The book The Riddle of the Real City deals with the history of the city of Rotterdam. However, at the same time, the scope of this work is much wider. As the author writes, it is a »cloud essay« that serves to sharpen our theoretical understanding of urban interventions, and it is also a dialogue with philosophers like Bataille, Foucault, Sloterdijk, and Virilio. As a non-linear history, the book is a response to our present media reality and the fragmentation of information; as such, it answers by way of theory to our Digital Age. At first sight, this book by the architect and urban historian Wim Nijenhuis seems to fit within a Dutch tradition of urban historiography. For example, Nijenhuis shares with other historians a fascination with the city of Rotterdam. However, at the same time, the book sets itself apart because it is an alternative history, founded upon Nijenhuis’s vision of the character of modernity, a vision based on the meltdown of the solid core of civilization. The three parts of the book – a treatise on urban history, a bundle of essays about the condition of the city in our media age, and a set of meditations about epistemological problems – all accord with this view.
Whereas books about the history of the city are usually written from a modernist perspective as an unproblematic recollection of facts from the past, Nijenhuis’s book is written from a postmodern perspective, where the point of departure is a crisis in the representation of reality. This change of perspective defines the book’s content.
For Nijenhuis, history is no longer a phenomenon that can »simply« be depicted outside of the subject; rather, it is an unknown entity that, like a journey into unfamiliar territory, we can only examine by touch, as it were. This results in a kind of experimental history that consists of a combination of texts, statements, and perspectives through which the past is explored. As a historian, Nijenhuis sees himself as a »bricoleur« who collects fragments of discourse without believing them to be connected in an unproblematic way to a past reality. His propositions do not result in an undisputed truth claim. Consequently, the book’s keyword is »plurality«, for this is a work that contains a plurality of genres and of themes – Nijenhuis writes, for example, about the rise of the omnipolis, about speed and its effect on cities, but also about the French post-war neo-Nietzschean movement – and a plurality of positions.
The thread that ties all these parts together is the critique of Dutch urban historiography. In depicting the history of Rotterdam, Nijenhuis focuses on the »Coolpolderplan«, Rotterdam’s first expansion plan, which was drawn up by the military engineer W.N. Rose in 1858. This plan is generally regarded as the first manifestation of modern urban planning in the Netherlands, partly because of its vast scale and its use of a grid pattern. However, while Nijenhuis confirms the modern character of the plan, he criticizes historiography for viewing the plan as a kind of prefiguration of that other famous Dutch plan, the General Extension Plan of Amsterdam of 1935. Nijenhuis sees this as an example of historians pursuing an all-encompassing continuity that projects a solid chain of events onto the past. Instead, Nijenhuis makes a plea for writing history that hinges on discontinuity and singularity. For him, the Coolpolderplan was a singular historical accident created by chance, as it were, and consists of a heterogeneous cluster of texts and images. Rather than being the result of laws written in stone, he considers the Coolpolderplan an example of modern urbanism that consisted of an accidental mix of medical, engineering, and aesthetic »parlances.« For Nijenhuis, heterogeneity and singularity are key elements in the fabric of modernity, the essence of which results from the dissolution of a previously solid form of civilization. Modern urban history thus becomes the history of the dissolution of the fixed form of the fortified city, which in the nineteenth century gradually gave way to the city as a constantly shifting object whose form is determined by fluctuations in the size of its population and the actions of its citizens. Thus the modern city is for Nijenhuis a complex ever-changing entity whose metamorphosis becomes increasingly intense in the twentieth and twenty-first centuries, until the city assumes its present identity as something that is almost unrecognizable, surreal, a mobile construction that shifts and changes shape under our feet. It is in this way that Nijenhuis speaks of the city as a dromocracy, consisting of roads and mobility, or of the present liquidization of architecture and the breakdown of the continuous time-space of archaic geometry. All these analyses stem from one central thesis: that modern discourse on urban design lacks solid ground as it is caught up in a movement of permanent change, perpetual upheaval, and renewal.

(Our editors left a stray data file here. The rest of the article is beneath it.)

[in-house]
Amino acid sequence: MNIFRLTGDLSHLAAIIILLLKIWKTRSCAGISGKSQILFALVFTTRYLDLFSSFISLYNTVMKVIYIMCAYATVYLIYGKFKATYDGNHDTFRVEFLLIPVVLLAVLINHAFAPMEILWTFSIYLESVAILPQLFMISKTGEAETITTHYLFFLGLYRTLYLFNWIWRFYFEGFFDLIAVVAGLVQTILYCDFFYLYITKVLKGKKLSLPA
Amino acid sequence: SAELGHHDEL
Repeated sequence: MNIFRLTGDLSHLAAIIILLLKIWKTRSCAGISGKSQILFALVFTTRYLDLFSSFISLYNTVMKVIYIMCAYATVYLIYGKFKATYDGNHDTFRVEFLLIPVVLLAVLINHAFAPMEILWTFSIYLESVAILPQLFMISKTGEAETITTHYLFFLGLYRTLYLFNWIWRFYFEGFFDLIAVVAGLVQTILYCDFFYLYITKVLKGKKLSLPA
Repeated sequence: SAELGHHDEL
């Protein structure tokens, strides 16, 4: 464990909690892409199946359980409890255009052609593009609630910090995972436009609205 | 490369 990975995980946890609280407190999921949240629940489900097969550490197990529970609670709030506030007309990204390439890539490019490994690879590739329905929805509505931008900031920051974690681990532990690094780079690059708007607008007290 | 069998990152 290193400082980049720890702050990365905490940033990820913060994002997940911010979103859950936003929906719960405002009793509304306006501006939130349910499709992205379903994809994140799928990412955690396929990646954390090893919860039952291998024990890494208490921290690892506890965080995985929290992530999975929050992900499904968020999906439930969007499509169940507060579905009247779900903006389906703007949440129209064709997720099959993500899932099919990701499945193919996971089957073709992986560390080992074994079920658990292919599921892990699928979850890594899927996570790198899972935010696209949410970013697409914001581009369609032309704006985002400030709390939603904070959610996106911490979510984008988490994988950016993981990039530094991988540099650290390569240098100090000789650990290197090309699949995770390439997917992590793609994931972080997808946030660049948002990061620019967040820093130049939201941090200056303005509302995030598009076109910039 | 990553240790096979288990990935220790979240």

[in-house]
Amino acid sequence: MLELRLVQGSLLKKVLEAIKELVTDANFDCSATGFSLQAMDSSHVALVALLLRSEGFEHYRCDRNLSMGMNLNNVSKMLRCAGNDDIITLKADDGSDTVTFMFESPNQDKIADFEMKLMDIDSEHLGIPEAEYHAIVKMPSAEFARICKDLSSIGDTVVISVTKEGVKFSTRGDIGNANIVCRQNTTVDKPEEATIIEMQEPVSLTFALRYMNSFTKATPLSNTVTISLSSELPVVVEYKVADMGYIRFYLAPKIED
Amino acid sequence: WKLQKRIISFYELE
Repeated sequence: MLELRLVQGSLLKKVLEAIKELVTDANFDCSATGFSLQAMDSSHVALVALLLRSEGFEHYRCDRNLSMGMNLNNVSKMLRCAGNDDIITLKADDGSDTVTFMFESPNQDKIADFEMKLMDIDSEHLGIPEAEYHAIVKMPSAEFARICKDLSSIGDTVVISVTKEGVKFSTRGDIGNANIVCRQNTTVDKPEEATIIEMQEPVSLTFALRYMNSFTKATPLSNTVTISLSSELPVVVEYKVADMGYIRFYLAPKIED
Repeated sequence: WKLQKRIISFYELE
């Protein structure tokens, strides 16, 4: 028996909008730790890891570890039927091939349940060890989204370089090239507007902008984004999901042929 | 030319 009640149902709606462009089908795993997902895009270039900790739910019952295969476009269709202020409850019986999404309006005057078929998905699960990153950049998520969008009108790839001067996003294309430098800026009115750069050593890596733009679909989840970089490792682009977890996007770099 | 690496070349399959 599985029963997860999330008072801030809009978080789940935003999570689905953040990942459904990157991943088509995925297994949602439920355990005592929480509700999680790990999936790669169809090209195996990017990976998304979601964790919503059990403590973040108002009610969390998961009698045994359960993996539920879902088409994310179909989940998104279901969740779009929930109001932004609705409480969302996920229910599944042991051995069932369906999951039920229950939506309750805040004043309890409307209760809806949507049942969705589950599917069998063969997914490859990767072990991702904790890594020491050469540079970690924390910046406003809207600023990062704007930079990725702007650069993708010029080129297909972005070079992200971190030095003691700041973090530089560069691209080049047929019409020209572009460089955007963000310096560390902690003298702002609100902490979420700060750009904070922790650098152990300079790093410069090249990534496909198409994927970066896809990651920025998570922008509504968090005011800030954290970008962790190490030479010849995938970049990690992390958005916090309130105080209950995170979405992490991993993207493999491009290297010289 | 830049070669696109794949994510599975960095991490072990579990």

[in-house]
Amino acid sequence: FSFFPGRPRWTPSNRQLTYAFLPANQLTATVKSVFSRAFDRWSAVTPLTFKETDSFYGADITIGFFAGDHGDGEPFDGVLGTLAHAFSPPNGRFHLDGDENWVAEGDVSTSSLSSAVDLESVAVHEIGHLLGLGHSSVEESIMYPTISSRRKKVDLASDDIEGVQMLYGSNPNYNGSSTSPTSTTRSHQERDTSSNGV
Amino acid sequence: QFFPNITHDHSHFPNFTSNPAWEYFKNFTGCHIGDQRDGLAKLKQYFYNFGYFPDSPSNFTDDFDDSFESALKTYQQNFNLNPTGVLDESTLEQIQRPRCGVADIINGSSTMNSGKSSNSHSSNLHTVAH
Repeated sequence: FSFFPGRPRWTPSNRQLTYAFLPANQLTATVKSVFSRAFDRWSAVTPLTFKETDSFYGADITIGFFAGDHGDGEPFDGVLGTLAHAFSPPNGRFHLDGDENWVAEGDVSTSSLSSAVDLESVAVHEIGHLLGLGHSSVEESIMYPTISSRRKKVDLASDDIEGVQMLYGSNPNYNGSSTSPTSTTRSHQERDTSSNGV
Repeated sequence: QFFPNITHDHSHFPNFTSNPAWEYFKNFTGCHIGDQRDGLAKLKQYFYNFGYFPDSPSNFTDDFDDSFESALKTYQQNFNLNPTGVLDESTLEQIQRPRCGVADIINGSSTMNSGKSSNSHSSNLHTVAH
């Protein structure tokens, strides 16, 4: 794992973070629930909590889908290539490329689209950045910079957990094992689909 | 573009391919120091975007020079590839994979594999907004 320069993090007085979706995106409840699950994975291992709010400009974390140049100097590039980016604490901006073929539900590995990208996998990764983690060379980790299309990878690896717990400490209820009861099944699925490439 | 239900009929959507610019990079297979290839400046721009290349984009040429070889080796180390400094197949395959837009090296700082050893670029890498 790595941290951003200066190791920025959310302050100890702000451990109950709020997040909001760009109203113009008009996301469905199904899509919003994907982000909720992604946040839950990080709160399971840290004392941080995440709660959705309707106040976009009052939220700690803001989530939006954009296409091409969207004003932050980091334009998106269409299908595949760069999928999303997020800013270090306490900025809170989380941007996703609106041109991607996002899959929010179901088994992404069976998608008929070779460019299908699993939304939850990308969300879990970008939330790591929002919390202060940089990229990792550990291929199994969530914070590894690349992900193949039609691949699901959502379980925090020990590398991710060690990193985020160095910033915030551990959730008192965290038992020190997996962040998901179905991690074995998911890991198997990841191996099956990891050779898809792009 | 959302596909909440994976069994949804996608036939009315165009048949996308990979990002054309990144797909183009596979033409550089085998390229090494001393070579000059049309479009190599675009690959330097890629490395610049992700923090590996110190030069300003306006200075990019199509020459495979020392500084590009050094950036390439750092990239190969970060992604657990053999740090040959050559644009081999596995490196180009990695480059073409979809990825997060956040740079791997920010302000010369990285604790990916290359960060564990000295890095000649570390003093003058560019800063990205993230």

With The Riddle of the Real City, Nijenhuis proves that postmodern philosophy remains a controversial yet persistent resource for theorizing. His book requires a certain level of familiarity with philosophy, not to mention the stamina to wade through some dense prose. However, this is a significant work in terms of rethinking the theory of the city, shaping postmodern urban history and, last but not least, analysing our present condition.